To function smoothly, classrooms need to be run like a democratic government. As a teacher, I will be the designated leader who runs the classroom and directs its instruction. I will enable my students to influence the workings of the classroom by assigning class jobs, providing leadership opportunities, giving them choices regarding instruction and activities, acknowledging and respecting their voice in the classroom, and encouraging civility and self-governing behavior. Because my students will be the beneficiaries of my instruction, their participation in classroom affairs is essential.
Classroom jobs will be one way for my students to participate. Through class jobs I will teach them several valuable life skills. As they take ownership of various classroom duties, my students will learn the value of responsibility. Beth Lewis, in an article about classroom jobs in elementary school classrooms, said, “If we want to teach children to be responsible, we have to trust them with responsibilities. Classroom jobs are an effective way to enlist students in the duties of running a classroom.” The classroom cannot function without the help and participation of each member. Its success depends upon each student diligently completing his or her assigned tasks, which teaches them that part of being responsible is being dependable. Class jobs will also help my students more deeply appreciate their educational experience because working for their education will build their satisfaction of it. Hard work is another valuable skill my students will develop through class jobs. Because the flow of the classroom depends upon each member faithfully fulfilling his or her responsibilities, my students will learn that working hard is very important.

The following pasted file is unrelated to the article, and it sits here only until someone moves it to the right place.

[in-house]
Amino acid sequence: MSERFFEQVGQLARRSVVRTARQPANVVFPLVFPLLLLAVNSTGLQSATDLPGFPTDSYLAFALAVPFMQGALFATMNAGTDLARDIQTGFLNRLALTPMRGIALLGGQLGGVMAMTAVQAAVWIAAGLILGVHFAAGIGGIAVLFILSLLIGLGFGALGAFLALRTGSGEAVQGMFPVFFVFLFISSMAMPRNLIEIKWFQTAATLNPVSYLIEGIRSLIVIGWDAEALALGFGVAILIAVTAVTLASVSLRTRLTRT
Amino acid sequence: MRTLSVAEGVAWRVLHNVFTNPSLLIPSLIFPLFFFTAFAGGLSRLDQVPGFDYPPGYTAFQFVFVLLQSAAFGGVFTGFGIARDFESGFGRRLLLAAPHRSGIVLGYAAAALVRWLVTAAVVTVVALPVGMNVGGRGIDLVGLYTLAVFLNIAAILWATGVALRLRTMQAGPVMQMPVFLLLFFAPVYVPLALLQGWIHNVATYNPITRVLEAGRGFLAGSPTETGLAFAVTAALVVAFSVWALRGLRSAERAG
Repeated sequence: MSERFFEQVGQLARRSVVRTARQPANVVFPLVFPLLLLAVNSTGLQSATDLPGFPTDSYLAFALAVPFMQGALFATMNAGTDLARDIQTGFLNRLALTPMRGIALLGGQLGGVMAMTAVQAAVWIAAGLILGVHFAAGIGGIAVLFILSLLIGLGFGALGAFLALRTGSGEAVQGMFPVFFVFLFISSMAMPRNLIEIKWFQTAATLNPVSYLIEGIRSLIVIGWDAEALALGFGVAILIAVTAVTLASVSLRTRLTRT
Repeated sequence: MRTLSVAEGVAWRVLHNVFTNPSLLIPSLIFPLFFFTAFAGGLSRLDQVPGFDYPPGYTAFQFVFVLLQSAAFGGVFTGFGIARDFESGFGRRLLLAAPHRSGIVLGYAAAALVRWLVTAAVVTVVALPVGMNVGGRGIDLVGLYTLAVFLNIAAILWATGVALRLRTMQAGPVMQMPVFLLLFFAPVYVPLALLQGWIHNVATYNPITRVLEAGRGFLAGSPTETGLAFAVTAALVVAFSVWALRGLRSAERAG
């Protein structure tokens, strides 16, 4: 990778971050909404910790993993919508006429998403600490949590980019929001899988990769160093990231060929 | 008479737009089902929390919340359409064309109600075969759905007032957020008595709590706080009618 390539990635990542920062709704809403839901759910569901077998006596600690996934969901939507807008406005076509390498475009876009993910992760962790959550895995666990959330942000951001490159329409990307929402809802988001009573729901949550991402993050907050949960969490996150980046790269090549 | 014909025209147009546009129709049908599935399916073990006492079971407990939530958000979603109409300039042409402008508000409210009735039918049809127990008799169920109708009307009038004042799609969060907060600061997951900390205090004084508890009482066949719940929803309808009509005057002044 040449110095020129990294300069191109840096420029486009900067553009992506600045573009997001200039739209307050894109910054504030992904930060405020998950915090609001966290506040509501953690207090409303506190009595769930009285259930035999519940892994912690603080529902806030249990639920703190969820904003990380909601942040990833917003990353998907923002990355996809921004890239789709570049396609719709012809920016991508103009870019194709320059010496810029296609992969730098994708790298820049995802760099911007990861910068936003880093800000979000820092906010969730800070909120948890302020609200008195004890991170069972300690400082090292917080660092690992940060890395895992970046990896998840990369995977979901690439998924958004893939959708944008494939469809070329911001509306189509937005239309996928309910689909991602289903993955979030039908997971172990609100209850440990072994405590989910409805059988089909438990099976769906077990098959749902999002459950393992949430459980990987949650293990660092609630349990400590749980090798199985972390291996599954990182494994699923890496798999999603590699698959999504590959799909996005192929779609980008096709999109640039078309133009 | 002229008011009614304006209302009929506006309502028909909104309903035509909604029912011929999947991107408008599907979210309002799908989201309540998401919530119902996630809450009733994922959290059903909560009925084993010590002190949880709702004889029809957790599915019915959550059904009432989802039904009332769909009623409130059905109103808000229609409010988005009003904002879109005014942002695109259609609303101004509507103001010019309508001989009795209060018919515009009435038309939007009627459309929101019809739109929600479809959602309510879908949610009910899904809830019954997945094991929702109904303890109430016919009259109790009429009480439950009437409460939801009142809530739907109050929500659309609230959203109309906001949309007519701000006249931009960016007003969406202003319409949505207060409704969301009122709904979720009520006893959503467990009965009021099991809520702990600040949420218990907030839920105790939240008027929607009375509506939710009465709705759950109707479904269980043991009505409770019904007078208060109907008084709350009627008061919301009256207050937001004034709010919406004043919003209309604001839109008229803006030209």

They will also learn that hard work is a key ingredient in the recipe for effective leadership, which is another important aspect of a democratically-run classroom. I will teach my students that true leaders are hard workers. We will study historical accounts, watch movie clips, and read stories about powerful leaders who exemplify a strong work ethic. I will also teach my students that true leadership requires leading by example. I will assign students to be group leaders when we have activity centers or participate in other class activities. They will be expected to model appropriate behavior at the centers and will encourage group members to follow instructions. Inspiring their peers to behave appropriately may be challenging at times, but these group leaders will learn that they cannot inspire change in others without being an example first.
Effective leaders also respect agency and the voice of each individual, which are two closely connected elements in classroom democracy. Each is essential for students to have a meaningful educational experience, and there are several ways I plan to provide them. I will provide a variety of classroom activities for my students to choose from. Students learn and perform in different ways, so they need freedom to choose activities that reflect what they know and can do. It is also important to me that I know what my students are interested in. I will start the year off by having them fill out a short information sheet where they can record their interests, and I will use their responses to plan future classroom activities. This will show students that their voice is being heard and that it influences their choices in the classroom. I will also have brief class meetings periodically where my students and I can discuss their thoughts and feelings about our classroom environment. They can tell me what they like and what they think should be different. This will show my students that I consider their interests in the choices I give them. (more…)
Teaching Strategy #2
Give each student 1-3 plastic chips (or checkers). During a small group discussion, a student puts a chip in the middle of the circle when they get a turn to talk. Everyone must get rid of one chip before another can be used by anyone.
- Every student gets a chance to talk
- Students learn from each other
- Keeps them on-topic
- Small groups create a safe environment for students to add to the discussion/project (especially good for English-language learners)
- Pre- or post-assessment
Any topic can be discussed using this strategy. Some topic ideas include:
- phases of the moon
- group book discussions
- geographic locations
- The teacher can listen in and see what students still need to learn and where to guide instruction.